Nearly 120 exchange-traded funds have launched in 2018, averaging out to more than one new fund a day, and building on the 466 that debuted globally over the course of 2017.
The seemingly nonstop popularity of ETFs, along with the endless march of funds coming to market, has brought the total number of ETFs to 5,430, according to research firm ETFGI, which noted that there’s another 1,907 exchange-traded notes that are also available for investors to consider.
The sheer number of options out there means there are products offering exposure to basically every conceivable asset class, region, strategy, and sector of the market. Given that, investors might reasonably ask: are there any ETFs that aren’t out there that should be?
According to one informal poll: no, for the most part.
Abnormal Returns, a financial blog, polled 22 investors and finance experts on whether there were any ETFs that, if launched tomorrow, they’d “invest in with little (or no) hesitation.” By far, the most popular answer was that all needs were currently being met.
In representative responses, Michael Batnick, director of research at Ritholtz Wealth Management LLC, said “I’m content” with what’s already available, while Nick Maggiulli, who writes the blog Of Dollars and Data, said “Nothing comes to mind. Then again, my investment choices are quite vanilla.”
And most investors take a vanilla approach to using ETFs, which hold a basket of securities like a mutual fund, but price and trade intraday like a stock. By far, the three largest ETF sponsors —
iShares, Vanguard, and State Street Global Advisors
, which has the SPDR family of funds — all specialize in broad-market passive vehicles with rock-bottom fees. The three sponsors together account for 70% of the global ETF marketplace, and more specialized or complex vehicles have generally struggled to amass much in assets or see notable trading volume. For this reason, the rise in fund launches has coincided with a rising number of fund closures.
For more information: How the ETF market is both growing and shrinking, in one chart
Cullen Roche, the founder of Pragmatic Capitalism, wrote that “the ETF market is becoming saturated,” adding that “most of the new strategies are gimmicky nonsense being sold to people who think they need something they don’t.”
Roche didn’t provide example of funds he would put into that category, but “thematic” ETFs have been among the most common launches of late. These products offer exposure to an extremely niche sector of the market, such as companies that deal with weight-loss issues, as with the Obesity ETF
In 2018, two funds related to blockchain — the decentralized ledger technology that the digital currency bitcoin runs on — debuted on the same day. Another fund, launched in December, had its components selected by artificial intelligence.
In something of a tongue-in-cheek answer, Phil Huber of Huber Financial Advisors requested a fund “that capitalizes on the most consistently accurate contrarian indicator known to mankind – Dennis Gartman,” referring to the editor of the institutional advisory service The Gartman Letter.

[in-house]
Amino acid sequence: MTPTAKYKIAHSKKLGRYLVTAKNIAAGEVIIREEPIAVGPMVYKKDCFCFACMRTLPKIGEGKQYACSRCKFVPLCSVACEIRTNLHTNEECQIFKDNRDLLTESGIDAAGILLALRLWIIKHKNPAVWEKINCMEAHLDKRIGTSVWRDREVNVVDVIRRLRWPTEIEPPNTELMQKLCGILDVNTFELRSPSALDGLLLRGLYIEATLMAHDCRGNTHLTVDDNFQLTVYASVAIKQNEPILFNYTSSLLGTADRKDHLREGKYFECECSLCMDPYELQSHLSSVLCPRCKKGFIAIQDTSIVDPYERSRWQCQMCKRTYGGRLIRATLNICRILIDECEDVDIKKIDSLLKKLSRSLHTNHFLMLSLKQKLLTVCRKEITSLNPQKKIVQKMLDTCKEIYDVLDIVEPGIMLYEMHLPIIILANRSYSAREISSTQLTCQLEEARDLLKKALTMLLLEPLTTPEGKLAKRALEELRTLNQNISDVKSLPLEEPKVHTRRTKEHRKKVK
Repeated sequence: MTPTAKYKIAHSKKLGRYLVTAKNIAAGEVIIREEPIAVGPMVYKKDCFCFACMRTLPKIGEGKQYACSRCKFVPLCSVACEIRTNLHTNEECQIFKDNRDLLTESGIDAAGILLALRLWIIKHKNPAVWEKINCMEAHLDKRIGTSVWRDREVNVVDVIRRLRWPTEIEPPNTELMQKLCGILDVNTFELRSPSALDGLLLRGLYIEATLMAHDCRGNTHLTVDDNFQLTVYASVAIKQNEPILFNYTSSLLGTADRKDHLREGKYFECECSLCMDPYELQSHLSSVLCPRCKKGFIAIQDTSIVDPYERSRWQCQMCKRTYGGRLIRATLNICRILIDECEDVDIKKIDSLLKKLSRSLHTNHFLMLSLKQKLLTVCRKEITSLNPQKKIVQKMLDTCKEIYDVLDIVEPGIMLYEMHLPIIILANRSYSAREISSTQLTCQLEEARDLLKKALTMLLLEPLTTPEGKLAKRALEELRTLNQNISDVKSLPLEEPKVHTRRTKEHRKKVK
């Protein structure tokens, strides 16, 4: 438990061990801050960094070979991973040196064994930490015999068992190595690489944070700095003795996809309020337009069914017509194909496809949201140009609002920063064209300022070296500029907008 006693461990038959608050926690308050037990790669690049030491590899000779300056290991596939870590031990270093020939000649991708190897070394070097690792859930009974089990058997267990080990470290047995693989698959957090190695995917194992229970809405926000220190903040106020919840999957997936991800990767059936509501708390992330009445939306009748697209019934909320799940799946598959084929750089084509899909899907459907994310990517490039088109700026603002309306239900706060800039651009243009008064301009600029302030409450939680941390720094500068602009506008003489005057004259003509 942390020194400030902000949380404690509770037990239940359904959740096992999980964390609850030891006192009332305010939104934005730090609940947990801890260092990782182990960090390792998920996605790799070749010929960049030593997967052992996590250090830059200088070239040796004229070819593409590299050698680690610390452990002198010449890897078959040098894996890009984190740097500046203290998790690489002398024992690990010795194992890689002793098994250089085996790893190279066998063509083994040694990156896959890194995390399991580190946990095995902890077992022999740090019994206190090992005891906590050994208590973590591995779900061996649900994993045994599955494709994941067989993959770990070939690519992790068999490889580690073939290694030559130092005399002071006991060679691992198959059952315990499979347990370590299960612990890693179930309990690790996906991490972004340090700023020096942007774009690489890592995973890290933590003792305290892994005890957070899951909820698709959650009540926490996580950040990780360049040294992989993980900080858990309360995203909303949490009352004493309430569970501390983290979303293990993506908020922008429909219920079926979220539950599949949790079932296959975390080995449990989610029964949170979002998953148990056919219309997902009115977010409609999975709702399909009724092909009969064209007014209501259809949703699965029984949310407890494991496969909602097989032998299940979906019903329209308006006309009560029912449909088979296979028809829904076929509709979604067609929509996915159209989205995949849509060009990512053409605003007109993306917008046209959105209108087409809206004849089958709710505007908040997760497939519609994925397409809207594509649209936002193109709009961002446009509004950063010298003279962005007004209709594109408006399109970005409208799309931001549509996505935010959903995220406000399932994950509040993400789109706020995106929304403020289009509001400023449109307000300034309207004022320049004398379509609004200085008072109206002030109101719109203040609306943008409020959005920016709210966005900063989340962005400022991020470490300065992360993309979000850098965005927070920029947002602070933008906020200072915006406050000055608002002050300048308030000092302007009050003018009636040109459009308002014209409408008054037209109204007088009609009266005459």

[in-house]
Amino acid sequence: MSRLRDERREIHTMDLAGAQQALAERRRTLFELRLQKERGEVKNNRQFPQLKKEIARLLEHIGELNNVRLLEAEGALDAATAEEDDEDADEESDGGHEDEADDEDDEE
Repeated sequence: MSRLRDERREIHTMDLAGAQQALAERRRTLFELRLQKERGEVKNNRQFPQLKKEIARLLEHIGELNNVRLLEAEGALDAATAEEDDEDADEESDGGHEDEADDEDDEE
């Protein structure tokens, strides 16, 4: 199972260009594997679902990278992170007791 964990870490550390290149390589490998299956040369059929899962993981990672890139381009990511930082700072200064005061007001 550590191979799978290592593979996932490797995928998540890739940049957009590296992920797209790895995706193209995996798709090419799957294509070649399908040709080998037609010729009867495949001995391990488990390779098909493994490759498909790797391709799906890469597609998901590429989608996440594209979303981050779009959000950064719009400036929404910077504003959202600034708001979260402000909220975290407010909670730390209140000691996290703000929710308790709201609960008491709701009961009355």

In February, Gartman, a prominent critic of cryptocurrencies like bitcoin, revealed his portfolio had gambled on a company related to blockchain and suffered “one of the worst days” when it swooned.
“The Inverse Gartman ETF would provide investors a transparent, rules-based way to take the opposite bet of whatever Gartman is bullish or bearish on that week on CNBC,” Huber wrote. He even suggested a ticker symbol: WRNG.
Overall, 10 of the 22 respondents said there weren’t any funds they’d immediately jump into, although some couched this view by saying even if there was a new fund that appealed to them for its strategy, they’d want to see it develop a track record and amass assets and liquidity before they considered it.
There were a few sincere blank spaces cited by the poll’s respondents. Morgan Housel of the Collaborative Fund called for “comprehensive allocation to every asset class weighted by that country’s share of global GDP,” a strategy he dubbed the “World Fund.”
Among more sophisticated ideas, Jeffrey Miller, chief executive officer of NewArc Investments, said “a legitimate area for ETF development” involved offering access to short-term trading strategies that weren’t tax efficient normally. “An example would be a Pairs Trading strategy,” he wrote, referring to a market-neutral investment process that matches a long position in one security with a short position in a pair of highly correlated other securities.
Wesley Grey, chief investment officer of Alpha Architect, called for “a tax-efficient, leverage-efficient, trend/carry managed futures ETF,” although he suggested it would be “impossible to create” as an ETF.
One notable part of the financial system that doesn’t have a dedicated ETF involves bitcoin
and other cryptocurrencies. A number of fund sponsors had attempted to bring such a product to market, but were rebuffed by the Securities and Exchange Commission, which cited how unregulated the market was.
Only one of the poll’s respondents cited this asset class as pace that should be serviced by the investment vehicle, although it wasn’t because he was bullish on crypto.
“Something that offered access to cryptocurrencies beyond bitcoin would keep money in the brokerage firm realm as opposed to people sending money to unregulated financial companies which opens the door to investors exposing their money to institutional risk,” wrote Roger Nusbaum, ETF strategist for AdvisorShares. “Not that the cryptos themselves can’t go poof but the risk of holding an ETP at Schwab or Fidelity is much less than a crypto-only shop that’s only been open for a year.”